SWELL people visits the International Conference on Software Testing in Denver this week. More info about interesting new results will be coming shortly on this blog. On the first day Paul Ammann gave a tutorial on "Software Testing - A Newcomer's guide". It is a good overview of the area and defines the basic concepts. You can find the slides here:


On the last slides he also goes through the sessions and papers in the conference. This gives a good overview of what is happening in the field.

SWELL is a National Innovation Driver for Software V&V funded by Vinnova and a number of Swedish universities and companies.

Fredrik Scheja
5/24/2009 09:51:17 pm

OK, sorry for my late response, but here it is. Paul's slides defines four different tasks, test design, automation, execution, and evaluation. Yes, fine, but then he states: "Why do test organizations still use the same people for all four test activities?? - This is clearly a waste of resources". I can understand why he states that, but in general I would clearly disagree! From my experience, the tester´s work is both more entertaining and effeicient if the tester does the design-automation-execution and evaluation. What would a car designer learn from his design och enjoy from his work, if he never gets to experience the end product by himself?! And also, in every handover from one resource to another, there will always be misunderstandings and misinterpretations from a designer to an automator to an executor to an evaluator....it is like the infamous swedish "viskleken" (Whisper game). Therefore, I would say that it is a dangerous statement that Paul presents and it is not at all clear to me what he states.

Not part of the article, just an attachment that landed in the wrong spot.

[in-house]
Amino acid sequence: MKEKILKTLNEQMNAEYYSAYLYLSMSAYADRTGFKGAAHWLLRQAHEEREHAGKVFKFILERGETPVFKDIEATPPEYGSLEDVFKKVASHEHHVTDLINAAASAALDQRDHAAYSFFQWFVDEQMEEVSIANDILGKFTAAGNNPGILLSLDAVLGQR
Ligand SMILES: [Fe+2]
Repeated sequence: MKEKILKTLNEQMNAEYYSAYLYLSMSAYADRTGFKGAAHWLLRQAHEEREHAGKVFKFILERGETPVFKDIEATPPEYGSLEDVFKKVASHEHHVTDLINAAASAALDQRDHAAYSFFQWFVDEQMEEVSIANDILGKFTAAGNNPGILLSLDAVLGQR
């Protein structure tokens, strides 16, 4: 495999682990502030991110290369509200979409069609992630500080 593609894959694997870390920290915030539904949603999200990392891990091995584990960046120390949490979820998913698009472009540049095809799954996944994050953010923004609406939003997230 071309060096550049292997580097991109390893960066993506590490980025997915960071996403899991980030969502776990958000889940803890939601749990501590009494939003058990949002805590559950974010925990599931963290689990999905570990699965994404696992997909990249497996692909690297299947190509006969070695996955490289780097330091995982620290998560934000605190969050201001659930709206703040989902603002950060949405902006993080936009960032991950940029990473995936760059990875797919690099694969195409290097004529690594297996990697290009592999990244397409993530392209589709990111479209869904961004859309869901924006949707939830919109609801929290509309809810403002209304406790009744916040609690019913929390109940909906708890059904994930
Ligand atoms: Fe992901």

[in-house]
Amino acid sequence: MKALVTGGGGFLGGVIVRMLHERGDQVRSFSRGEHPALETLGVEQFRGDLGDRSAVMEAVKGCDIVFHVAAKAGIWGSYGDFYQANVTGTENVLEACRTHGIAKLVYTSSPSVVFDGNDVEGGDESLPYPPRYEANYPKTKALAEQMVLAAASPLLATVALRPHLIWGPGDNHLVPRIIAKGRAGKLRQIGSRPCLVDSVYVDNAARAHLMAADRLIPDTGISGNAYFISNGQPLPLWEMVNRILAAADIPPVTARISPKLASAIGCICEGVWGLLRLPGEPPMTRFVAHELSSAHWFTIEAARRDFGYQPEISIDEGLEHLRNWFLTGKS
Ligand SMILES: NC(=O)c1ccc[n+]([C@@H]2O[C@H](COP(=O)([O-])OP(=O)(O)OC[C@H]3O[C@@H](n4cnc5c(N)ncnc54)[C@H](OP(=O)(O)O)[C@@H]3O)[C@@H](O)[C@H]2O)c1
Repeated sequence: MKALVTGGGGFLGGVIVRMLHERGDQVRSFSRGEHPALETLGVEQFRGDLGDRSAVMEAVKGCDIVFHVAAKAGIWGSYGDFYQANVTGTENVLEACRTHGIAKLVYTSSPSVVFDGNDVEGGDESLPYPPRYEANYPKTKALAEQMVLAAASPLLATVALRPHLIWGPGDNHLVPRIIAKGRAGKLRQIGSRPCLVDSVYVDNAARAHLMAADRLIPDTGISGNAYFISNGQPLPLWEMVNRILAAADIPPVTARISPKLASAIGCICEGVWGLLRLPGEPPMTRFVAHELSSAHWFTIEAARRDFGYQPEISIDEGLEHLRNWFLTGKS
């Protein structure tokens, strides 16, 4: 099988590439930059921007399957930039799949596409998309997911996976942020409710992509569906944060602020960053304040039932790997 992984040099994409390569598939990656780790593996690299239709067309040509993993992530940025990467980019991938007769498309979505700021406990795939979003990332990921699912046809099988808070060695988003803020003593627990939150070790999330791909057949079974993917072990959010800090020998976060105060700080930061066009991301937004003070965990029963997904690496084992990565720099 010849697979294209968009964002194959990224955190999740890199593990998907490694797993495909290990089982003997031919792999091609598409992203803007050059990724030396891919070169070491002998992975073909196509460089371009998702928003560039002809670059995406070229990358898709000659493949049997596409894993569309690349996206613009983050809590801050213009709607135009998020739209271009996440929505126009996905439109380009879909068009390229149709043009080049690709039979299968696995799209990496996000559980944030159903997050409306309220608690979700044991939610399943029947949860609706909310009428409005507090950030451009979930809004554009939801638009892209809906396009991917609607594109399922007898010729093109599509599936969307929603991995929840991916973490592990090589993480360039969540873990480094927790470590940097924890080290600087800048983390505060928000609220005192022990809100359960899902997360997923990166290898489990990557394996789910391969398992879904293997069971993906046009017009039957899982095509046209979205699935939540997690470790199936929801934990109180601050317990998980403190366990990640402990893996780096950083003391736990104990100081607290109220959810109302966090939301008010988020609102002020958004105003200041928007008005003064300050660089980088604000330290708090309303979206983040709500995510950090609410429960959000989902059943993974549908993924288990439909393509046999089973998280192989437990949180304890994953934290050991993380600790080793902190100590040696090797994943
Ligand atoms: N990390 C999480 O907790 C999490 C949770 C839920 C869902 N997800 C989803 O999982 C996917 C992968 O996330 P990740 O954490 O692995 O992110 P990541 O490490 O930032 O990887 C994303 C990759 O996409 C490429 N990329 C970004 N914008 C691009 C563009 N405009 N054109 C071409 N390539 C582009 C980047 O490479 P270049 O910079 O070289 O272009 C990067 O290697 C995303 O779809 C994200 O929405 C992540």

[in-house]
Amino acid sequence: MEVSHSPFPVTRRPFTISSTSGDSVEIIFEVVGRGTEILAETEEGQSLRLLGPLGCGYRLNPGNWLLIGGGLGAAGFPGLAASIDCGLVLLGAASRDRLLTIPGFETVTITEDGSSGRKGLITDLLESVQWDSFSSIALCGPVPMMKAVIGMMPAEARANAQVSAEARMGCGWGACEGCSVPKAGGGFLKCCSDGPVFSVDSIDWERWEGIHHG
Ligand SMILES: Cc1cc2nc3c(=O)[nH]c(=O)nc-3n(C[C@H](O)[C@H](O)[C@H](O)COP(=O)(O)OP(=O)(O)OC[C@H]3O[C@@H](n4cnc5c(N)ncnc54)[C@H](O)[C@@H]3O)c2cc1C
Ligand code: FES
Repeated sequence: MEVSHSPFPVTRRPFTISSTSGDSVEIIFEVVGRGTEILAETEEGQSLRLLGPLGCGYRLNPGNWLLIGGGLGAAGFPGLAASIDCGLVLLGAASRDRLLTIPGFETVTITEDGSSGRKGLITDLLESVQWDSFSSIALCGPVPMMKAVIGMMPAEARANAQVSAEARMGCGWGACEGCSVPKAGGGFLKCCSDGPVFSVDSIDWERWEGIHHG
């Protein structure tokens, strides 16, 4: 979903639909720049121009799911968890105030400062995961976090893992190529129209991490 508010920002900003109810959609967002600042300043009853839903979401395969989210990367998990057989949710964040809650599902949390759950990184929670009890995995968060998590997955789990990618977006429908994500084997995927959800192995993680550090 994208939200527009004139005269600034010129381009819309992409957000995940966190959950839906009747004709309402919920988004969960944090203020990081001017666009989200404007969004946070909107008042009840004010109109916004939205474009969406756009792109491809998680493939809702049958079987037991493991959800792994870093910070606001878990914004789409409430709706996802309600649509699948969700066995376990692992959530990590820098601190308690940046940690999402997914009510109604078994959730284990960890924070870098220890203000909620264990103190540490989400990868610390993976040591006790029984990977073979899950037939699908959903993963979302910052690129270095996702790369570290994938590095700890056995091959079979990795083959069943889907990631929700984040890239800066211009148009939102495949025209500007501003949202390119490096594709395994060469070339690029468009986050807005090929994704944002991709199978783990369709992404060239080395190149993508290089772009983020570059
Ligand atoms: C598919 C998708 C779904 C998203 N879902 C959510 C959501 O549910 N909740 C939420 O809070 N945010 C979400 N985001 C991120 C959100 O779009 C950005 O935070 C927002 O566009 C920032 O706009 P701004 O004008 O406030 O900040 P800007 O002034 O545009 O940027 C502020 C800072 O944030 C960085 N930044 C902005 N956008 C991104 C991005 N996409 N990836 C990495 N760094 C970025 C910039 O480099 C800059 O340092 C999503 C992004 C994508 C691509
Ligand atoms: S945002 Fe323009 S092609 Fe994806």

Robert Feldt
5/24/2009 10:06:00 pm

We can't be sure since these are only slides; maybe he presented it more clear. However, I can agree with you to some extent, Fredrik. I think we should avoid creating "better/higher status testers" and "lower level/status testers" with corresponding salary differences à la Architect/Designer/Coder and view it more holistically with a team of people sharing a responsibility. OTOH, with your/my argumentation why should development and testing be separate activities; there is a risk misunderstandings... ;) Also I think Paul's statement can be seen in the light of a general quest of broadening the view on testing activities and thus allowing for different roles and specialities. So it could be seen as a case for a maturing sub-discipline.

Fredrik Scheja
5/24/2009 11:45:21 pm

Ah, yes! I see your point. And I have thought about this tester/developer issue earlier.....I think, in the future some testers will also fix the problems they find, decreasing the possible risk of misunderstandings in bug reporting. I see our profession in the future devided into different expertises, similar to how the medical doctors work in the hospital.....I know that you, Robert, don´t like when I campare V&V profession with other professions, but hear me out... =) Some doctors are generalists, and are very good at performing diagnosis (testing) and easy fixes (stop a bleeding or sign a reciept for losec), but sometimes he/she has to send the patient to a surgeon, with a expertise in heart deseases...Like when a tester finds a problem in the real time kernel and have to send it to an architect....are you following me?


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